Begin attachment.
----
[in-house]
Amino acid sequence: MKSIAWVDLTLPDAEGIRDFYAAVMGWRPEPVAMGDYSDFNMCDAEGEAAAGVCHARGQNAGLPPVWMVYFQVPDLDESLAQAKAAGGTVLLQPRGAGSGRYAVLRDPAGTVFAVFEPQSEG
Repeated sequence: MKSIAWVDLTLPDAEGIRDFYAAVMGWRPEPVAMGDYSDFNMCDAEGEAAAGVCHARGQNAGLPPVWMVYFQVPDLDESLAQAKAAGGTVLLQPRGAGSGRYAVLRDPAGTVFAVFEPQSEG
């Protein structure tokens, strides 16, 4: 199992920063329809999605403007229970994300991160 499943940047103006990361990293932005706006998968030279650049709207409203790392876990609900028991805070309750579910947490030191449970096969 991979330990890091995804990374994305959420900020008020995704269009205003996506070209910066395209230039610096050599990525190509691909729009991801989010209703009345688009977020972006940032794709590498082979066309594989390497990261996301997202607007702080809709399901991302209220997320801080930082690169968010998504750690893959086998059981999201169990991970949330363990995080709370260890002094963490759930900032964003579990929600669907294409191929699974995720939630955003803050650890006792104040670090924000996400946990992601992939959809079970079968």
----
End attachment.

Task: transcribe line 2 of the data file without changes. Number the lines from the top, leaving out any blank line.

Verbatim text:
Amino acid sequence: MKSIAWVDLTLPDAEGIRDFYAAVMGWRPEPVAMGDYSDFNMCDAEGEAAAGVCHARGQNAGLPPVWMVYFQVPDLDESLAQAKAAGGTVLLQPRGAGSGRYAVLRDPAGTVFAVFEPQSEG